Community organizers could have helped Kushner tenants like Kamiia Warren of suburban Baltimore, who was sued for moving out of her apartment without giving two months’ notice despite having done so. Mr. Kushner’s company won an almost $5,000 judgment anyway, and garnished her wages as a home health worker, and her bank account.

The Times investigation quotes the Kushner Companies’ chief financial officer, Jennifer McLean, as saying that the company has a “fiduciary obligation” to collect as much revenue as possible. Mr. MacGillis adds: “One way to make sure that tenants are paying their rent and to keep them from breaking leases early … is to instill a sense of fear about violating a lease.”

Tricky Government Contracts and the Kushner Empire – Ethicists Welcome News…

bayfront

 

https://therealdeal.com/2017/05/10/kushner-companies-scraps-planned-orthodox-jewish-community-in-jersey-city/

Kushner Companies scraps planned Orthodox Jewish community in Jersey City

Had it been granted the $150M bid, the company could have built 8,100 homes at formerly contaminated Bayfront site

UPDATED, May 10, 12:30 p.m.: Kushner Companies was the leading bidder on an industrial site called Bayfront in Jersey City that would become home to a planned Jewish community geared toward members of Orthodox sects who are being priced out of Williamsburg, Brooklyn.

But when Bloomberg reporters asked company spokesperson James Yolles about the bid on Tuesday, Yolles said that the company already dropped any intentions it had to buy the site from Honeywell and Jersey City for $150 million. An unnamed Kushner employee also told the news site that these plans were dropped late last year, but the office of Jersey City Mayor Steven Fulop said it was unaware of this and has yet to receive any word of Kushner’s withdrawal from consideration.

It’s unclear if the Kushners decided to abandon the project for ethics reasons, but Honeywell, a Fortune 100 list conglomerate, has billions in government contracts that could prove tricky in any dealmaking tied to the Kushners. The development would likely also require federal subsidies to improve the infrastructure within and surrounding the site. “It’s a good sign that they are pulling out,” Larry Noble, general counsel of the Campaign Legal Center, told Bloomberg. “Though the question is whether or not it’s just because of the publicity or because they actually see there is a potential conflict of interest in these situations.”

In a statement to The Real Deal, Yolles said “a decision was made late last year not to pursue the project because the company was not persuaded by the economics of the deal.”

Last weekend, the company made front page news when White House senior adviser Jared Kushner’s sister Nicole promoted a Jersey City project at One Journal Square to Chinese investors. The sales pitch made mention of Kushner Companies’ ties to the White House and Nicole told the audience the project was “important” to her entire family. It was later reported that the project in question is going through a rough spot, losing an anchor tenant in WeWork and at risk of losing a key 30-year tax abatement.  [Bloomberg]  — Will Parker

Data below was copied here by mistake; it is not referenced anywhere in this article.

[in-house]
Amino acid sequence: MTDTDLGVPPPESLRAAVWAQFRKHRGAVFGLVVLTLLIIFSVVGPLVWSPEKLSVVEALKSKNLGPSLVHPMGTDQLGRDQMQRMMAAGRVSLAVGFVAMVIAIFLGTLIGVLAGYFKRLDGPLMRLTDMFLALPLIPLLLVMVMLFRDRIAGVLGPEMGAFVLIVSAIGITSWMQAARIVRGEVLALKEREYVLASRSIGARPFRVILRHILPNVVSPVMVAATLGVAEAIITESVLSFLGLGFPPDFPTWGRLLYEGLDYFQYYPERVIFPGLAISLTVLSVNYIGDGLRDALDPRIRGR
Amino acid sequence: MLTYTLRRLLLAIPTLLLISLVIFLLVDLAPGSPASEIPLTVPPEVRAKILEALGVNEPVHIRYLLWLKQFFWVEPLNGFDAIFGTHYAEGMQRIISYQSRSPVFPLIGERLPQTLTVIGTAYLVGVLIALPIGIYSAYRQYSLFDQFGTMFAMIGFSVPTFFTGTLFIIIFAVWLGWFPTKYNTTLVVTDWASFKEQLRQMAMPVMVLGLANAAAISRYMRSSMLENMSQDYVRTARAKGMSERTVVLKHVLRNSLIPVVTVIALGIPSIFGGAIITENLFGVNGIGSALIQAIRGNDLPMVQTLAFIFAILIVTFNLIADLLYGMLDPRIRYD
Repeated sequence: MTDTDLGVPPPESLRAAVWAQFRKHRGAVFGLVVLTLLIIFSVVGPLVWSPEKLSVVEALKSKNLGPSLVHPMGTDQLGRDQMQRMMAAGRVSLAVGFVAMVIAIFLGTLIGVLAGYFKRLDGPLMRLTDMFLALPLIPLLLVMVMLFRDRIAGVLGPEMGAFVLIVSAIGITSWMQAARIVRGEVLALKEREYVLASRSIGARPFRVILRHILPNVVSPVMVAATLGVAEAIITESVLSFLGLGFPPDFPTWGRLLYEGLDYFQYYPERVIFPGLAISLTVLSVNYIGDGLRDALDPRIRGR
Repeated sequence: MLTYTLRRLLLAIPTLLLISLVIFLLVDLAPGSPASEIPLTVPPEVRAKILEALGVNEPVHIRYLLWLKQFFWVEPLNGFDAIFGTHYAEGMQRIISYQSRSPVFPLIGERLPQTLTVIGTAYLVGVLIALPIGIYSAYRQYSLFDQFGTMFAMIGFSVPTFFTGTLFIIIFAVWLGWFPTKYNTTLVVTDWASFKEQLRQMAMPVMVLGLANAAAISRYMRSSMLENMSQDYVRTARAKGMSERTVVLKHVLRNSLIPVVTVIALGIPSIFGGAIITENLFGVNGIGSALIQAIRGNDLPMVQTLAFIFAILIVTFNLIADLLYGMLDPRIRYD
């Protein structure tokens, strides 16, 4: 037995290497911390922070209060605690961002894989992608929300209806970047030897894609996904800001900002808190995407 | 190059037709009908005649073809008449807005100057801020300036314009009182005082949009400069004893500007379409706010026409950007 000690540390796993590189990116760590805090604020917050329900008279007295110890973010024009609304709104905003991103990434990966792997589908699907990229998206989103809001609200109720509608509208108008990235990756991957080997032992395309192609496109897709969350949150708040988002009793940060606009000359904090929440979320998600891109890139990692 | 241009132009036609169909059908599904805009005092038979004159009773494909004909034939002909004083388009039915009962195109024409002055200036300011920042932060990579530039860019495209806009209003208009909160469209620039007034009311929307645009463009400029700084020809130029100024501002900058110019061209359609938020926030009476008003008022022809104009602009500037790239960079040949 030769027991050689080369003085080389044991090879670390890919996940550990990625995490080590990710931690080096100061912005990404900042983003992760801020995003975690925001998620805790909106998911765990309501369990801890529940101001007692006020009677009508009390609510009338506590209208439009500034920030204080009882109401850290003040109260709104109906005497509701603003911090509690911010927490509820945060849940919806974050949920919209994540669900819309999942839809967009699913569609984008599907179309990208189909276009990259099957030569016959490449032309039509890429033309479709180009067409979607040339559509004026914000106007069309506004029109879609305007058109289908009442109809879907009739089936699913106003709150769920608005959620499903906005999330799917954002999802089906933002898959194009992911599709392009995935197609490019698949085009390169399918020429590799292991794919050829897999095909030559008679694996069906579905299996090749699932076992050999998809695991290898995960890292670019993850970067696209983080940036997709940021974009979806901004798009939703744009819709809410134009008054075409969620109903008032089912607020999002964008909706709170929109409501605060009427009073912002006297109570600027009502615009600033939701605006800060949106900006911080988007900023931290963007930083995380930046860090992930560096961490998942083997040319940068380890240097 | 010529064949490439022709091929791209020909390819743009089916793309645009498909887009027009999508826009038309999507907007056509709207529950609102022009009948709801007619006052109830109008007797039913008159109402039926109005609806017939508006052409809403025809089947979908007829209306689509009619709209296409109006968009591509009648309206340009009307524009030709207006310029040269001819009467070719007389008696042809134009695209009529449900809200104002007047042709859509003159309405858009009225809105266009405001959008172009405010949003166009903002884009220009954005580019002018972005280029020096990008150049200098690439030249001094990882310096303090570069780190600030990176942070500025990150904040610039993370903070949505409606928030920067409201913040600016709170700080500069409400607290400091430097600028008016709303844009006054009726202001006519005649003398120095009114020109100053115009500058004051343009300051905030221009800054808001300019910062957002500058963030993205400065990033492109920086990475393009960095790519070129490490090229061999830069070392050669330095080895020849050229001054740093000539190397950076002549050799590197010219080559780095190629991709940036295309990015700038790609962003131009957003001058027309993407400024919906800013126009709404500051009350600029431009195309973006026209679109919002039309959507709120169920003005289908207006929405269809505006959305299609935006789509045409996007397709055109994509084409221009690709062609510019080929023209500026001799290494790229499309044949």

To read the article in TheRealDeal click here.

 

See Also:

National Real Estate Investor: http://www.nreionline.com/investment/kushners-abandon-property-bid-pressures-mount-over-conflicts

Coincidence? Or, are they at it Again… Mr. Stark? – NO CofO!!

16090810LexingtonCourtyard.jpg

The Gothamist:

New Brooklyn Luxury Building Welcomes Tenants Despite Lacking Certificate Of Occupancy

http://gothamist.com/2016/09/08/rent_with_an_option_to_bye.php

Joseph Brunner, described by The Real Deal along with his partner Abe Mandel as one of the “heavyweights” of Brooklyn’s Hasidic Jewish developers, with more than 100 buildings to his name (well, LLCs), bought the former Colonial Laundry building for $6.175 million in 2012.

The process of demolishing the factory and building the sleek residential building in its place was fraught with problems. Neighbors have complained to the city about construction 22 times since January 2015, and a contractor has paid out $12,400 for 12 serious building violations in that time. Infractions included working in hours outside of those allowed by permits, failing to enclose the construction site, failing to safeguard personnel, and failing to notify the DOB that excavation was beginning.

A neighbor, who asked to remain anonymous for fear of retribution, said, “They’ve been such assholes every step of the way. It’s the shoddiest job I’ve ever seen.”

She complained that crews frequently worked late into the night and on weekends, and left debris on the sidewalk. During the final phase of construction, when workers were lining the facade with Styrofoam, her garden filled with balls of the stuff, “And I was picking it out of my five-month-old daughter’s hair.”

The neighbor added that a man from management once confronted her and, intimating that he knew she was calling 311, said, “Why do you care? Your street is already so dirty.” Later, she says he added, “I can deal with a lot of fines.”

The tenants we spoke to all shared stories that, though they diverged in some respects, were consistent on several key points. Specifically, they said that the leasing agents, operating out of an office marked “Bedford Lofts” at 105 Leonard Street in South Williamsburg, refused to give them copies of their leases (“Oh shit, I think we may not have gotten a copy,” one said when told about the others’ stories. His roommates confirmed it.); that management promised the building would be finished by September 1st; and when it wasn’t, that management offered them amounts ranging from $100 to $140 a night to stay in hotels until the inspectors sign off. No one we spoke to has been reimbursed yet.